What’s AHEAD Commentary [Poll 9]
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What Presidential Candidates Need to Know
About Promoting College Student Success
In our ninth What’s AHEAD poll, we focused on what the presidential candidates and federal policymakers should know about improving college student success. We invited three Penn GSE alumni, all leading scholar-practitioners, to comment: Dr. Ellie Fogarty, Middle States Commission on Higher Education, Dr. Ronald Jackson, Brooklyn College, and Dr. Daniel Martin, Seattle Pacific University.
End Childhood Poverty
Ellie A. Fogarty
Middle States Commission on Higher Education
No one federal policy, including “free community college,” will be the silver bullet that promotes college student success. Students do not begin to succeed, nor do they begin to fail, upon admission or entry into college. Everything that happens before they get to college positions entering students for success or failure. Colleges and universities already wrap struggling students in a patchwork quilt of publicly- or philanthropically-funded and institutionally-supported programs to make up for gaps of one sort or another in a student’s background. Some of the patches overlap and cover certain student populations well; others are threadbare and in need of mending. Sadly, most of these programs have little to do with providing quality higher education and everything to do with addressing social disparities sometimes 18, 20, or 40 years later.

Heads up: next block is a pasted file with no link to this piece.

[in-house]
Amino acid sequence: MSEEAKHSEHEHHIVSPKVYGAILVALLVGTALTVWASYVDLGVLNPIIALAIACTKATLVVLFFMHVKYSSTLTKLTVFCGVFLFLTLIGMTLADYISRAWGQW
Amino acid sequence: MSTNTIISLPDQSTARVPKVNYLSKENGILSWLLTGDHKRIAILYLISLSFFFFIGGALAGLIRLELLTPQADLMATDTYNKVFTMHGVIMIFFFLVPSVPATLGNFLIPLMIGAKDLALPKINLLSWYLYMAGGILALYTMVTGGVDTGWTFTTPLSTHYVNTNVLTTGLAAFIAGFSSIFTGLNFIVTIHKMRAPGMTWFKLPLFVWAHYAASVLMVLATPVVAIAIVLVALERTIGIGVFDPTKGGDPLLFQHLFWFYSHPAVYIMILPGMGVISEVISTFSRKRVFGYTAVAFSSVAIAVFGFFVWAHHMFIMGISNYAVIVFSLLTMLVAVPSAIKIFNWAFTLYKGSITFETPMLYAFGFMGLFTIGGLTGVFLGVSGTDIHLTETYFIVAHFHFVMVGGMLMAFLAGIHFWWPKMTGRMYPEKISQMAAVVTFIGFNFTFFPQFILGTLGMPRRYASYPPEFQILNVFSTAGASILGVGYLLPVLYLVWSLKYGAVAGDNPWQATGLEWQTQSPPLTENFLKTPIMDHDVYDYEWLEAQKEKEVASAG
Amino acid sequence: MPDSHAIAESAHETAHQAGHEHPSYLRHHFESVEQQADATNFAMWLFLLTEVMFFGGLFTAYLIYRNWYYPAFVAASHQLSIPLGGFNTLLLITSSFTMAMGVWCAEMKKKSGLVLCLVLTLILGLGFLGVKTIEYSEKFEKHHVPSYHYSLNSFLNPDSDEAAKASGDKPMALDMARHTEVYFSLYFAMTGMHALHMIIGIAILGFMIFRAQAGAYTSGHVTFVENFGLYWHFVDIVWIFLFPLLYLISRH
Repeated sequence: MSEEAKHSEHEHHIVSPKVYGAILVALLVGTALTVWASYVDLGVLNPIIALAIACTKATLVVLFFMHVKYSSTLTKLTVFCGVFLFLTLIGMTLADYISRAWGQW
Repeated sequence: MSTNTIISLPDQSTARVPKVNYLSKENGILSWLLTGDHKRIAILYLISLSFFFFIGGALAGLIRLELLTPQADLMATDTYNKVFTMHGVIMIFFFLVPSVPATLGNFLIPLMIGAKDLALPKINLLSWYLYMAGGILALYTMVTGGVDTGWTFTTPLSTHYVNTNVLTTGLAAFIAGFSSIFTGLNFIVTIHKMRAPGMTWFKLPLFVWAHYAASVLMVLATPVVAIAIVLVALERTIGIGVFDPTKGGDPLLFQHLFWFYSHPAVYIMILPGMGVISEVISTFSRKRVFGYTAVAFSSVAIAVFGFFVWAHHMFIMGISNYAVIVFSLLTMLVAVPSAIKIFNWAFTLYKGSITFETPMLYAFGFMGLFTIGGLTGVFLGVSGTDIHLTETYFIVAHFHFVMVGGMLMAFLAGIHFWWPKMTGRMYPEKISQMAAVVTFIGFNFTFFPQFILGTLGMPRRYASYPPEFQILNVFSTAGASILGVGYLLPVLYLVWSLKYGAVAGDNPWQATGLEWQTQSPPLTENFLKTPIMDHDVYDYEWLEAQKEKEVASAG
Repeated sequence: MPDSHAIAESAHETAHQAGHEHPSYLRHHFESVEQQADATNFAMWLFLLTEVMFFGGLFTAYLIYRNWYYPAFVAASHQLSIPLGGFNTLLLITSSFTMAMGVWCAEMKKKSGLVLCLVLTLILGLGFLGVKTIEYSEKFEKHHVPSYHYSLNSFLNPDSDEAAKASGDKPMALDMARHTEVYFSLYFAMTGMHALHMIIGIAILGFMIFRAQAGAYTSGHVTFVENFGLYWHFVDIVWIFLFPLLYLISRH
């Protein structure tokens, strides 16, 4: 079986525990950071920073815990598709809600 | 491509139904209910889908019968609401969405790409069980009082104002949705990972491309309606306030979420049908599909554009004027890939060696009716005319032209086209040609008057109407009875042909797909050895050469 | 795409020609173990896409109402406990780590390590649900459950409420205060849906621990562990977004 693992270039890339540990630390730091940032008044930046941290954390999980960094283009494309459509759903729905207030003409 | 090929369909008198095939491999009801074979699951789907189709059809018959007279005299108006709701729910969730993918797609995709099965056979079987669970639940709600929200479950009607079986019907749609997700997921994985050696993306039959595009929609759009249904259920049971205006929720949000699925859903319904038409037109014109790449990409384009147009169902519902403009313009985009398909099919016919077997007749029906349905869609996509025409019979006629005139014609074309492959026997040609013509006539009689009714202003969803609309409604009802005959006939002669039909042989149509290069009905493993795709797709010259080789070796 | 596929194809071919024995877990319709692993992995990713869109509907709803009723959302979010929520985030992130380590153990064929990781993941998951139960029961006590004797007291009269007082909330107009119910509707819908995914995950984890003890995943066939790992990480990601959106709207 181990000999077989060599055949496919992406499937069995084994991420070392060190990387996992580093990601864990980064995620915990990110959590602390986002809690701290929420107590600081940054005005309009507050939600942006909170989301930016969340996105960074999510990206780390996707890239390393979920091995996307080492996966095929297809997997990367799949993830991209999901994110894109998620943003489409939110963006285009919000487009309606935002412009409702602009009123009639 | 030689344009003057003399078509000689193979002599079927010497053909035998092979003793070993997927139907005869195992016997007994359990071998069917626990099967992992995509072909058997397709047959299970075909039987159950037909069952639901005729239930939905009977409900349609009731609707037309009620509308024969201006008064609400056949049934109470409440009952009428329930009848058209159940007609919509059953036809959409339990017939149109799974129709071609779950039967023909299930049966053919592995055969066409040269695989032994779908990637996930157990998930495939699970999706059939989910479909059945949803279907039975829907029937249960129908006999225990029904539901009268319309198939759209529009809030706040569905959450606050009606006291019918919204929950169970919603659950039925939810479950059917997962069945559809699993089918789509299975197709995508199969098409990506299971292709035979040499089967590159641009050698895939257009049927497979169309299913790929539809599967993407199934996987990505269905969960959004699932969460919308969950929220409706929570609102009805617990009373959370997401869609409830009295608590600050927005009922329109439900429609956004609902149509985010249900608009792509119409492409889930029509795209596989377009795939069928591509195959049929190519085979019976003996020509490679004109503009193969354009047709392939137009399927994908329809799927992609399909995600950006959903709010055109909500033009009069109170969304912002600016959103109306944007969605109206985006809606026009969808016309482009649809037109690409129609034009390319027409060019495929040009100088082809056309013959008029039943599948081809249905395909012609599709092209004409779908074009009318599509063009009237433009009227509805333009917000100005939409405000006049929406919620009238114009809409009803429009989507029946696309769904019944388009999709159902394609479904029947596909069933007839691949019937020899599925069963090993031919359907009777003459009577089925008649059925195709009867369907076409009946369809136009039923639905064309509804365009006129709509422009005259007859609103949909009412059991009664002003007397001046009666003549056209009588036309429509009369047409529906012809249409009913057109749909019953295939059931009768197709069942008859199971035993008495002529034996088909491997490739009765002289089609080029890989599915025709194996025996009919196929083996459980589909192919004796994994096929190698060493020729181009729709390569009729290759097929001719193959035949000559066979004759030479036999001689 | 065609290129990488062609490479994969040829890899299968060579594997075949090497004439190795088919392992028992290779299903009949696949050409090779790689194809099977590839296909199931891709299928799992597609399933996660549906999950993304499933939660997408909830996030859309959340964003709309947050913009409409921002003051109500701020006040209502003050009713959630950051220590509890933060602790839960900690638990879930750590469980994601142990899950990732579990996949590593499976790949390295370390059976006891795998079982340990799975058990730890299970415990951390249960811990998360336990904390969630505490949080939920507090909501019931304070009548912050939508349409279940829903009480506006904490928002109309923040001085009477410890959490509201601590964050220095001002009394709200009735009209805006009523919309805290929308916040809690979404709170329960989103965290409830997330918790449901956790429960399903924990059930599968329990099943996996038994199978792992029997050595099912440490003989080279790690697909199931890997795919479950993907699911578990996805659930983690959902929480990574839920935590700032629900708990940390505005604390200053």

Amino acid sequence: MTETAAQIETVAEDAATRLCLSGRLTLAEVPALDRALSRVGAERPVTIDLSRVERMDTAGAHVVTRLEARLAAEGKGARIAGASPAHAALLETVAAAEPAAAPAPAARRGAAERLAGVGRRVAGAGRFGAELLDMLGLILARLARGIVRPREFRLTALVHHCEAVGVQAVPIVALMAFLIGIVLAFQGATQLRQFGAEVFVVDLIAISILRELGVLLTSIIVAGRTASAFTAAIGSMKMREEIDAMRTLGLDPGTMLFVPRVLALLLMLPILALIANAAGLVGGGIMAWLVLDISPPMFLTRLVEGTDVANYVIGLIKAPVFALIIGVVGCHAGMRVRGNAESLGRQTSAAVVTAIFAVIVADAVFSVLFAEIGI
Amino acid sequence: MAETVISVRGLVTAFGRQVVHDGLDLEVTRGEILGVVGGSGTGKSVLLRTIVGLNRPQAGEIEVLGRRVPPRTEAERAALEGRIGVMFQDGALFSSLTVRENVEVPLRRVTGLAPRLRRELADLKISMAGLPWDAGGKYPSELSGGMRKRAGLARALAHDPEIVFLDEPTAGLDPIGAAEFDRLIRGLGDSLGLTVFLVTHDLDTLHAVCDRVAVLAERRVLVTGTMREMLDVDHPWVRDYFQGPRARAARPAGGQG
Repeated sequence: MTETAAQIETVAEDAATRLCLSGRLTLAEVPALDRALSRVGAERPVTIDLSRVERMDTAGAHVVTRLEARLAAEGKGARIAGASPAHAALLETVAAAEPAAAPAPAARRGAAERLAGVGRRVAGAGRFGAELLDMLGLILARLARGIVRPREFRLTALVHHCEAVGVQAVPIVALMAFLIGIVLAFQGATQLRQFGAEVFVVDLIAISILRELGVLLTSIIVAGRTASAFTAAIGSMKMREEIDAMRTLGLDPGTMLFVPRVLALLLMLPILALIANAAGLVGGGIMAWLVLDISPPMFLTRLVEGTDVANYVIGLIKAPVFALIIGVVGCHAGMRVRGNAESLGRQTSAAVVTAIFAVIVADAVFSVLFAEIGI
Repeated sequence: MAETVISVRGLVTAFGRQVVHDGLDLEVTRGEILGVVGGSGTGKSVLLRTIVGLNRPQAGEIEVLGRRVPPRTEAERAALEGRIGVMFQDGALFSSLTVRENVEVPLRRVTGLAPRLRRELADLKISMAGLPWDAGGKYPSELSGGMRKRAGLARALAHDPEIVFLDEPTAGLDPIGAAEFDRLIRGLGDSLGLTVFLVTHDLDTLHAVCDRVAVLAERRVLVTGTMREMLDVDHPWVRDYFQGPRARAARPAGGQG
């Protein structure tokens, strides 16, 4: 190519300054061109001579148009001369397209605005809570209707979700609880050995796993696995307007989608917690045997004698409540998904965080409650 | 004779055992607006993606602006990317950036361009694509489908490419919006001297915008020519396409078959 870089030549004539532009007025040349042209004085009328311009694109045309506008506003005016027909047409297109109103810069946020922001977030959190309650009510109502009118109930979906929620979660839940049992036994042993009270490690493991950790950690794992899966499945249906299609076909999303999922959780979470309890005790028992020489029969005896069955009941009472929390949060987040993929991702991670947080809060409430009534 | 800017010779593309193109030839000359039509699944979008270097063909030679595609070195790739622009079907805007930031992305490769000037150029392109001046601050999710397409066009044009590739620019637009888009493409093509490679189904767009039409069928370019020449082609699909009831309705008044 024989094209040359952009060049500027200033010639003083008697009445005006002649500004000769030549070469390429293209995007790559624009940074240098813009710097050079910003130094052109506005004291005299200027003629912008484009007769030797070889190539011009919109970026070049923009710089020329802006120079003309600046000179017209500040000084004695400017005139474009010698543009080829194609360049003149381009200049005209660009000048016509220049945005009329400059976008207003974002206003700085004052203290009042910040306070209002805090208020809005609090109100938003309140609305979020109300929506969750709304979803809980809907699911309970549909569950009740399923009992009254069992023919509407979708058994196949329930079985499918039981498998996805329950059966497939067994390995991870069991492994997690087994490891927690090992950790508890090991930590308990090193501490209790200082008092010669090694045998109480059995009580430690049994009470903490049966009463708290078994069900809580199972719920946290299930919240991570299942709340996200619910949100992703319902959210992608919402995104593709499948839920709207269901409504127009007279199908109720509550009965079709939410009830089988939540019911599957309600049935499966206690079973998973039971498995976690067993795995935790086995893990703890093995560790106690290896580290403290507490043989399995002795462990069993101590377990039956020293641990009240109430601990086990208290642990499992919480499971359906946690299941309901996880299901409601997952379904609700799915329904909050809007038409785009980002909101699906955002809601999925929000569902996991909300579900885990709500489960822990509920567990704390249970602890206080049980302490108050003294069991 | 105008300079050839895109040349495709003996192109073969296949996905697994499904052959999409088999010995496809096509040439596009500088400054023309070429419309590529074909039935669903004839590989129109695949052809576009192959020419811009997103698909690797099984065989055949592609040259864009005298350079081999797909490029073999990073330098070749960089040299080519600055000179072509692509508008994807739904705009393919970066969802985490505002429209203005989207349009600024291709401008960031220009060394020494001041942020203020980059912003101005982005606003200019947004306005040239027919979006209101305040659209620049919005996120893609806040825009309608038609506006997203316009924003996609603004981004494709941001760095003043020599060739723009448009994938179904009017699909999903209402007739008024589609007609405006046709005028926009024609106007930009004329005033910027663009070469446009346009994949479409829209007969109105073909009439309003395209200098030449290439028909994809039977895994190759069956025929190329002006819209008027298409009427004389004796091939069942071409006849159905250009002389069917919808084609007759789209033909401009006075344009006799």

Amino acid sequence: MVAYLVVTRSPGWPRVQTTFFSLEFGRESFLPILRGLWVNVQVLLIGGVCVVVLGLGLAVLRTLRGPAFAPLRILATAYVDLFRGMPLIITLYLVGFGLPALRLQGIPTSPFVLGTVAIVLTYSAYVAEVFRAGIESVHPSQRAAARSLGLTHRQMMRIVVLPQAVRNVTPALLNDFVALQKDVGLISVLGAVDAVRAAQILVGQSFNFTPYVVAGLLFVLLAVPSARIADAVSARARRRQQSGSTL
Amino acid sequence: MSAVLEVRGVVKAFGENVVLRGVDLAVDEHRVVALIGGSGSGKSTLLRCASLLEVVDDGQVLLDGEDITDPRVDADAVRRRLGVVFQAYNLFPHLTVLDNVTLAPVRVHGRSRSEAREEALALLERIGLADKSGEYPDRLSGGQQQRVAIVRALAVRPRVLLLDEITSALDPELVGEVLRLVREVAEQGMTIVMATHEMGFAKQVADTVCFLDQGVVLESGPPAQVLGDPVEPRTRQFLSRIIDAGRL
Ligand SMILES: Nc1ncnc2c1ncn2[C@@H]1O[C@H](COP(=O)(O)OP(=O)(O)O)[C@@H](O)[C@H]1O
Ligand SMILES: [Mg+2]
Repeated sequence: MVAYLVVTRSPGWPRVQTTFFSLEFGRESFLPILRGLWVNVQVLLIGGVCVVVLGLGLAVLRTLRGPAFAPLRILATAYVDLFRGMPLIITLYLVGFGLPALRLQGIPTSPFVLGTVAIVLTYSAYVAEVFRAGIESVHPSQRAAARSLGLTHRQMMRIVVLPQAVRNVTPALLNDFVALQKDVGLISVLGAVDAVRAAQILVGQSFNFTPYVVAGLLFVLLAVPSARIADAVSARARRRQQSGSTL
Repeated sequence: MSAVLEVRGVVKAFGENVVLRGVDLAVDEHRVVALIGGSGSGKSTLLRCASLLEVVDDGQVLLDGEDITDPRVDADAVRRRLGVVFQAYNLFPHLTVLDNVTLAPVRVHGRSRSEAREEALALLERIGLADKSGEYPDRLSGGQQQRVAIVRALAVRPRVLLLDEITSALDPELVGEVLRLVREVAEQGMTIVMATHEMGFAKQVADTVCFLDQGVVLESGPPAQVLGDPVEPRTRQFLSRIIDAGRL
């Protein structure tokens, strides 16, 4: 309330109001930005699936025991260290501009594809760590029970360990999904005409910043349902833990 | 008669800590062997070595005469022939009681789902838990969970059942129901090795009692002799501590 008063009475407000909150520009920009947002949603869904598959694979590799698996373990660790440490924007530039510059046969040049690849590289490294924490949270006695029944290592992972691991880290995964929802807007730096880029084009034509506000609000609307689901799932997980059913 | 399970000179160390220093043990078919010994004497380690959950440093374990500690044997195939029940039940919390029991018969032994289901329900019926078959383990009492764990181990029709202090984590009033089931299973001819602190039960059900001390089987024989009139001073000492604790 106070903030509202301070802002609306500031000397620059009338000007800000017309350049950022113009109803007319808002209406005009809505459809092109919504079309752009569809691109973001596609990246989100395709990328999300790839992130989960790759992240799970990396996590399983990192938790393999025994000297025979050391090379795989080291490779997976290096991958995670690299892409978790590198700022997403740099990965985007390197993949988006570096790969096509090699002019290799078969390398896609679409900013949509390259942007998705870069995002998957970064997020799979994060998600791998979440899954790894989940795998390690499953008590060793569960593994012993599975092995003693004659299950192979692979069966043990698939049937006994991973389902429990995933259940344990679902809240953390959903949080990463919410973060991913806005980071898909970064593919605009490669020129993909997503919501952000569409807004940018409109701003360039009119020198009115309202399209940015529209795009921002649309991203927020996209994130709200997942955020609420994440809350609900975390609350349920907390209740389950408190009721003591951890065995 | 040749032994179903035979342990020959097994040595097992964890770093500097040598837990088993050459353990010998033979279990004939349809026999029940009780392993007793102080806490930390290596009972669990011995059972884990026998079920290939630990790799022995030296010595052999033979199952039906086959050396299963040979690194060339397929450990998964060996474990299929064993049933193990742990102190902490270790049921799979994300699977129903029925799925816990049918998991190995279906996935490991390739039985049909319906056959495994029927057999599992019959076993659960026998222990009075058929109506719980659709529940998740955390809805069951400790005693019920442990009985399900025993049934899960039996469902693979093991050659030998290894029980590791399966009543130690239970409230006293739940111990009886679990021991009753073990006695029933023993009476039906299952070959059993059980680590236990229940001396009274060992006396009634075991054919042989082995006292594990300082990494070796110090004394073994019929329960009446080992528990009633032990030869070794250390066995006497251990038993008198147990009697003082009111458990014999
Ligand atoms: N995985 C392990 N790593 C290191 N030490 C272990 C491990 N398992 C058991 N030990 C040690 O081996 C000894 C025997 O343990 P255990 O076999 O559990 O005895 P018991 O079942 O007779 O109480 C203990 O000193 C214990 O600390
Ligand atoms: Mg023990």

Instead of instituting additional federal policies aimed at higher education, I implore presidential candidates to focus on the urgent need to end childhood poverty. In my view, the successful candidate will work closely with Congress on national policies for housing, health care, early childhood education, food programs, and childcare. Madam or Mister President-elect: End childhood poverty. It will be our honor and privilege to offer these future students the best higher education opportunities in the world.
The Evolution of Student Success
Ronald C. Jackson
Dean of Students
As students demand increased diversity, safer environments, and low tuition, a new president must understand the lives of these students and the complex issues they face on today’s college campuses. College campuses are no longer safe havens where hard work and intellectual curiosity lead to social and economic advancement. Managing the daily woes of college life can be a deterrent to success for students who are unprepared to handle it. Regardless of institution type, every student desires to graduate and obtain employment, and each institution should be held accountable to ensure that admitted students are afforded equitable opportunities to do so.